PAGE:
APUSH Chapter 32

Adkins v. Children’s Hospital
Landmark Supreme Court case that reversed a previous ruling that declared women deserving of special protection in the workplace and invalidated a minimum wage law for women; the Court reasoned that because women now had the vote, they were the legal equals of men and no longer could be protected by special legislation; one of a series of court cases that reversed progressive legislation.
Kellogg-Briand Pact
1928 pact ratified by 62 nations, foreswearing war as an instrument of national policy; essentially unenforceable, as it permitted defensive wars, and lacking any real muscle, the pact reflected the idealism of the American public in the 1920s.
Fordney-McCumber Tariff Law
1922 legislation which boosted the tariff rate from 27% to 38.5%; big business sought to keep the prosperous home market to themselves, fearing the flood of cheap goods from recovering Europe; this policy set off a chain reaction in which the European countries created their own economic barriers, hurting American-made goods as well as their own markets.
Teapot Dome scandal
harding-era scandal that erupted when secretary of the interior Albert Fall induced the secretary of the navy to transfer valuable naval oil reserves in Wyoming and California over to the Department of the Interior; Fall then leased the lands to oil barons after accepting a sizable bribe; when details leaked Fall was convicted and the reputation of the government in Washington was tarnished.
McNary-Haugen Bill
Bill pushed by the bipartisan “farm bloc” in Congress provide relief for farmers caught in a postwar boom or bust cycle; sought to keep prices high by authorizing the government to buy up surpluses to be sold abroad; although Congress passed the bill twice, Coolidge vetoed it both times, thus keeping farm prices low and farmers frustrated.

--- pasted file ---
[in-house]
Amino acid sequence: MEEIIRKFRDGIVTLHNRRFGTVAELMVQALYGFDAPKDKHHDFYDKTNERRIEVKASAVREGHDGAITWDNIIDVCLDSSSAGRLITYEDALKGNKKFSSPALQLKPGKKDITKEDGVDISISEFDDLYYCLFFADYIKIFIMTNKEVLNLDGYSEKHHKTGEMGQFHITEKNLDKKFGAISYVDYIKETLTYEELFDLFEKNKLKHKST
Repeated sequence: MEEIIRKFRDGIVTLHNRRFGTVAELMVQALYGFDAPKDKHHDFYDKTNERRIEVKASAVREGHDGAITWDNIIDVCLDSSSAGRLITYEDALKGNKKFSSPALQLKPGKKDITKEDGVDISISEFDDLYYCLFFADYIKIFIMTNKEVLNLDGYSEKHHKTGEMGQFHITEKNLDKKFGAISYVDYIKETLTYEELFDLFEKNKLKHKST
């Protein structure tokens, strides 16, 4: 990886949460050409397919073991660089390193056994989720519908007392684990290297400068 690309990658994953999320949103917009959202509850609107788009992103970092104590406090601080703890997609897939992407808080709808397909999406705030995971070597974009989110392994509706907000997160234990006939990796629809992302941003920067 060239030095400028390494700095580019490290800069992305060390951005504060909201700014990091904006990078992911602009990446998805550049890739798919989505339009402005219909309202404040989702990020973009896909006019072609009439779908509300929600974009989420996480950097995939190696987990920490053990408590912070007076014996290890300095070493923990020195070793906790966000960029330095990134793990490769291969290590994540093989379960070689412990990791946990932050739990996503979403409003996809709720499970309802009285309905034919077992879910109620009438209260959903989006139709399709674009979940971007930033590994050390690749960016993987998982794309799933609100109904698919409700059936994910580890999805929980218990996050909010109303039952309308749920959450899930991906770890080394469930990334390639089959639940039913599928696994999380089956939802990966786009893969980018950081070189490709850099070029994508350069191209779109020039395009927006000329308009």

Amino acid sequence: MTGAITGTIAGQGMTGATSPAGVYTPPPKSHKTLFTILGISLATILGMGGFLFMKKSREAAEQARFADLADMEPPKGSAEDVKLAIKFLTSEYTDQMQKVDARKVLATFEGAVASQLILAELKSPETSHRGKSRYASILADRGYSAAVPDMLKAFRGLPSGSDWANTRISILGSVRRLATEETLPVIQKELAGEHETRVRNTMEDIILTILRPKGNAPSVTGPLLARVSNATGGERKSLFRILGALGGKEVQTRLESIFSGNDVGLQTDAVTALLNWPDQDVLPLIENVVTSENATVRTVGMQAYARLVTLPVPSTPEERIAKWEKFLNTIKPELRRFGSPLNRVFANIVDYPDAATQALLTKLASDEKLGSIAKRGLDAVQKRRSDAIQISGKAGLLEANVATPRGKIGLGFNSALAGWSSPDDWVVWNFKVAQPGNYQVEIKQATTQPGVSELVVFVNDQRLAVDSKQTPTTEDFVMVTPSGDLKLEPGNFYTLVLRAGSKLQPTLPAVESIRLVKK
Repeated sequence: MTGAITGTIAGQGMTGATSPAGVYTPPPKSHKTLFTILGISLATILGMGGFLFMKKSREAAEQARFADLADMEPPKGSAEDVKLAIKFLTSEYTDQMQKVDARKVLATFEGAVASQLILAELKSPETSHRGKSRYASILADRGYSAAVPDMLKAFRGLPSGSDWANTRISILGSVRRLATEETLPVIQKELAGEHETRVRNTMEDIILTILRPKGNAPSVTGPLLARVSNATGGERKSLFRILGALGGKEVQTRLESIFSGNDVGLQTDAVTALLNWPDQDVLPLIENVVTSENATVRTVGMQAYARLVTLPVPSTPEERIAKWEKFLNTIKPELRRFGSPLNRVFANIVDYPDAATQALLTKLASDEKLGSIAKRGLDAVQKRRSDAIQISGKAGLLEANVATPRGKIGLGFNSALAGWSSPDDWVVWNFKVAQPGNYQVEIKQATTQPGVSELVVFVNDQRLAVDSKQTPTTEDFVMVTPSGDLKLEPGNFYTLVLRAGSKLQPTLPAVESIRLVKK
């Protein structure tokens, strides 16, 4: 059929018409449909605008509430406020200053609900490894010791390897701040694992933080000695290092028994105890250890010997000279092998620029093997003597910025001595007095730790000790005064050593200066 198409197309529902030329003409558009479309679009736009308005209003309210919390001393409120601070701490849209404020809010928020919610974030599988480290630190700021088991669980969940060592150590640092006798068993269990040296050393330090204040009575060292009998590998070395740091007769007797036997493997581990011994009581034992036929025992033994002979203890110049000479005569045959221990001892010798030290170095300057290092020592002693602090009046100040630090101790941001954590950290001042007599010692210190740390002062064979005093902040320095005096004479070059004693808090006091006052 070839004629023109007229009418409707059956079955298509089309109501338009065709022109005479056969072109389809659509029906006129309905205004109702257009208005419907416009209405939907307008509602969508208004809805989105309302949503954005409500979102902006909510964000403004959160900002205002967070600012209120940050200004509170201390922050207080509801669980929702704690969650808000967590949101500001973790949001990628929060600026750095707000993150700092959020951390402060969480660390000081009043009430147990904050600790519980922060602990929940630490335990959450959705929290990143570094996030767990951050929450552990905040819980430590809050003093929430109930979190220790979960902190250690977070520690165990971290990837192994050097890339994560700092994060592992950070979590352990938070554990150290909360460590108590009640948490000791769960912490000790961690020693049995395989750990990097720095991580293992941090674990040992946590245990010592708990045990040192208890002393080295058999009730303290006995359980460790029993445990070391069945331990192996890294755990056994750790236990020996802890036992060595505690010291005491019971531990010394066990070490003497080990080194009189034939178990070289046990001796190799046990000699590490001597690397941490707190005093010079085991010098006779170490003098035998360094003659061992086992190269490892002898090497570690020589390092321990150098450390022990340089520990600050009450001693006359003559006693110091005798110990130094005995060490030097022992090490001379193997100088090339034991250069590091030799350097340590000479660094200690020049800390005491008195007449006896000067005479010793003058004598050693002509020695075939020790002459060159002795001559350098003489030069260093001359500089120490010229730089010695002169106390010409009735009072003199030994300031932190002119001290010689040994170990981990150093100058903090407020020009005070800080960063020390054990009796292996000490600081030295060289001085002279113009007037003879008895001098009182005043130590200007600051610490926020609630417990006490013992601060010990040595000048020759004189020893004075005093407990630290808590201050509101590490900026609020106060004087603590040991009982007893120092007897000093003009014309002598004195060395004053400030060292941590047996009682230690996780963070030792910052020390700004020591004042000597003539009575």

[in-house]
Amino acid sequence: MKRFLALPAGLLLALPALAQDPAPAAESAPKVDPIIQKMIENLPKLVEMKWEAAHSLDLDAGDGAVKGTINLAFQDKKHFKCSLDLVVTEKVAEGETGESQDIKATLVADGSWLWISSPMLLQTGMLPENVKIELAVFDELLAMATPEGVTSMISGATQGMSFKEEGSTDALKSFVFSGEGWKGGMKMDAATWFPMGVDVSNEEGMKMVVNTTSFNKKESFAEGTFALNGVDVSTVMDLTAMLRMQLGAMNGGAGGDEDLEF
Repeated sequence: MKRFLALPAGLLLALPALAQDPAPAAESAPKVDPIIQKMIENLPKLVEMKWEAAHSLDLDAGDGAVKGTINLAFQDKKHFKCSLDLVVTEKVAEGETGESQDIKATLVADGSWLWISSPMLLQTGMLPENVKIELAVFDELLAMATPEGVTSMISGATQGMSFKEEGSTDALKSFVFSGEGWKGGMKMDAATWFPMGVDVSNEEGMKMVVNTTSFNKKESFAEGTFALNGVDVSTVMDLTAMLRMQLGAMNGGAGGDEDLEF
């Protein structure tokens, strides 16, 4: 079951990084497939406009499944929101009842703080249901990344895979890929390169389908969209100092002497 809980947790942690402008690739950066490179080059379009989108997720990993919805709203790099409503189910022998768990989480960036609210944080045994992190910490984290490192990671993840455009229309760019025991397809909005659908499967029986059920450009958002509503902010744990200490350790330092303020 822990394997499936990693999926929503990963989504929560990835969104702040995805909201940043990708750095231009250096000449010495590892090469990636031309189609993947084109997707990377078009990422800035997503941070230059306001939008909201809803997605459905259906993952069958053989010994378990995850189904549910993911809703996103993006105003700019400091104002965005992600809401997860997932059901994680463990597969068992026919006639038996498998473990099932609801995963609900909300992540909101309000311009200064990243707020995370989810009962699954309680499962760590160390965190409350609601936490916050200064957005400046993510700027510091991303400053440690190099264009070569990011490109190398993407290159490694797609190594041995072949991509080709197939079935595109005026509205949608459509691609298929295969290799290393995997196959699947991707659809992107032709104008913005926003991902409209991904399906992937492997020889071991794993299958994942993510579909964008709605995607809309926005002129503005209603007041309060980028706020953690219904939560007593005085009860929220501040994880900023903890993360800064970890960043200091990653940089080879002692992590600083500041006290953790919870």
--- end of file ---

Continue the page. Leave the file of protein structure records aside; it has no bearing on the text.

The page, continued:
Dawes Plan
Plan that rescheduled German reparations payments and allowed American private loans to Germany that were used for reparations, leading to a financial “merry-go-round” that ran into problems after the crash of 1929, when American credit dried up.
Agricultural Marketing Act
Act passed by Congress in 1929 with the aim of helping farmers help themselves through producers’ cooperatives; set up a Federal Farm Board that lent money to farm organizations seeking to buy, sell, and store surpluses.
Hawley-Smoot Tariff
Protective tariff designed to assist farmers; the highest peacetime tariff in the nation’s history, it raised rates from 38.5% to almost 60%; the act angered foreign markets by reversing a promising worldwide trend toward reasonable tariffs and plunged America and other nations even deeper into financial depression.
Black Tuesday
Catastrophic stock market crash on October 29, 1929, heralding the most prolonged and prostrated depression in world history; over 16 million shares of stock were sold and, over the next two months, stockholders lost $40 billion; millions were left jobless and thousands of citizens lost their life savings when banks collapsed.
Term for shantytowns constructed of scavenged materials by those left desperate and homeless by the Great Depression.
Reconstruction Finance Corporation
Established in 1932 as a government lending bank that was designed to provide indirect relief by assisting insurance companies, banks, agricultural organizations, railroads, and state and local governments; no money was lent to individuals, in order to preserve individualism and character.
Norris-LaGuardia Anti-Injunction Act
Legislation outlawing anti-union contracts and forbade federal courts from issuing injunctions to restrain strikes, boycotts, and peaceful picketing.
Bonus Army
Gathering of WWI hard-hit veterans demanding the immediate payment of the deferred bonus promised by Congress and payable in 1945; converged in Washington in 1932, setting up an enormous “Hooverville”; when several thousand refused to decamp, they were evicted by Hoover with bayonets, fire, and tear gas, bringing even more criticism to Hoover and his administration.
Warren G. Harding
Elected president in 1920, his term in office was tarnished by corruption and scandal; died in office and succeeded by Calvin Coolidge.
Calvin Coolidge
Came to office following the death of President Harding in 1923; known as “Silent Cal”, he embodied honesty, morality, and frugality; served during a period of American properity.

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